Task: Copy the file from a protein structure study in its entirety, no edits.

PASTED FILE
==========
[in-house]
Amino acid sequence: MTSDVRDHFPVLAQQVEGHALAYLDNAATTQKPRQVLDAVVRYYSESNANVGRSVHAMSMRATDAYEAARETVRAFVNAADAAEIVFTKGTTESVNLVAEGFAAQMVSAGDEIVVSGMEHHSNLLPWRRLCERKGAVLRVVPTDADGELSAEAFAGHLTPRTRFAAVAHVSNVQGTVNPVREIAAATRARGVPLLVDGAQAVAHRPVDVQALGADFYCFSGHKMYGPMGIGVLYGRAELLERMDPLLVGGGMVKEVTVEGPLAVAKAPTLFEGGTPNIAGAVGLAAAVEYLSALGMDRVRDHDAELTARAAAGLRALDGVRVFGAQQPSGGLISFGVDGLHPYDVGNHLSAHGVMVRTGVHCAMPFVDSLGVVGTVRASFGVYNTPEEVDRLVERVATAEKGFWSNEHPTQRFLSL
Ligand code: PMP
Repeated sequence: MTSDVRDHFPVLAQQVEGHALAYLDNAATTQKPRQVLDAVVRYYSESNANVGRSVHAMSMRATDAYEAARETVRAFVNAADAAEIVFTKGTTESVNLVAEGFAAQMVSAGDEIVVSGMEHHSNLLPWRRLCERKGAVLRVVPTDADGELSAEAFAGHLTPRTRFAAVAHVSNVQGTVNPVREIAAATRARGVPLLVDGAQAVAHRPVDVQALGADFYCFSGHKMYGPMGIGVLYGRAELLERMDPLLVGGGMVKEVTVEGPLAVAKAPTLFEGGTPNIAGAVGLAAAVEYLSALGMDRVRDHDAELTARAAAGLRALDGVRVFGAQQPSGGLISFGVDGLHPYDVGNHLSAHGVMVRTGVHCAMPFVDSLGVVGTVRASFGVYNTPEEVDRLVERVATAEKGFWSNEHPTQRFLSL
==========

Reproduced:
[in-house]
Amino acid sequence: MTSDVRDHFPVLAQQVEGHALAYLDNAATTQKPRQVLDAVVRYYSESNANVGRSVHAMSMRATDAYEAARETVRAFVNAADAAEIVFTKGTTESVNLVAEGFAAQMVSAGDEIVVSGMEHHSNLLPWRRLCERKGAVLRVVPTDADGELSAEAFAGHLTPRTRFAAVAHVSNVQGTVNPVREIAAATRARGVPLLVDGAQAVAHRPVDVQALGADFYCFSGHKMYGPMGIGVLYGRAELLERMDPLLVGGGMVKEVTVEGPLAVAKAPTLFEGGTPNIAGAVGLAAAVEYLSALGMDRVRDHDAELTARAAAGLRALDGVRVFGAQQPSGGLISFGVDGLHPYDVGNHLSAHGVMVRTGVHCAMPFVDSLGVVGTVRASFGVYNTPEEVDRLVERVATAEKGFWSNEHPTQRFLSL
Ligand code: PMP
Repeated sequence: MTSDVRDHFPVLAQQVEGHALAYLDNAATTQKPRQVLDAVVRYYSESNANVGRSVHAMSMRATDAYEAARETVRAFVNAADAAEIVFTKGTTESVNLVAEGFAAQMVSAGDEIVVSGMEHHSNLLPWRRLCERKGAVLRVVPTDADGELSAEAFAGHLTPRTRFAAVAHVSNVQGTVNPVREIAAATRARGVPLLVDGAQAVAHRPVDVQALGADFYCFSGHKMYGPMGIGVLYGRAELLERMDPLLVGGGMVKEVTVEGPLAVAKAPTLFEGGTPNIAGAVGLAAAVEYLSALGMDRVRDHDAELTARAAAGLRALDGVRVFGAQQPSGGLISFGVDGLHPYDVGNHLSAHGVMVRTGVHCAMPFVDSLGVVGTVRASFGVYNTPEEVDRLVERVATAEKGFWSNEHPTQRFLSL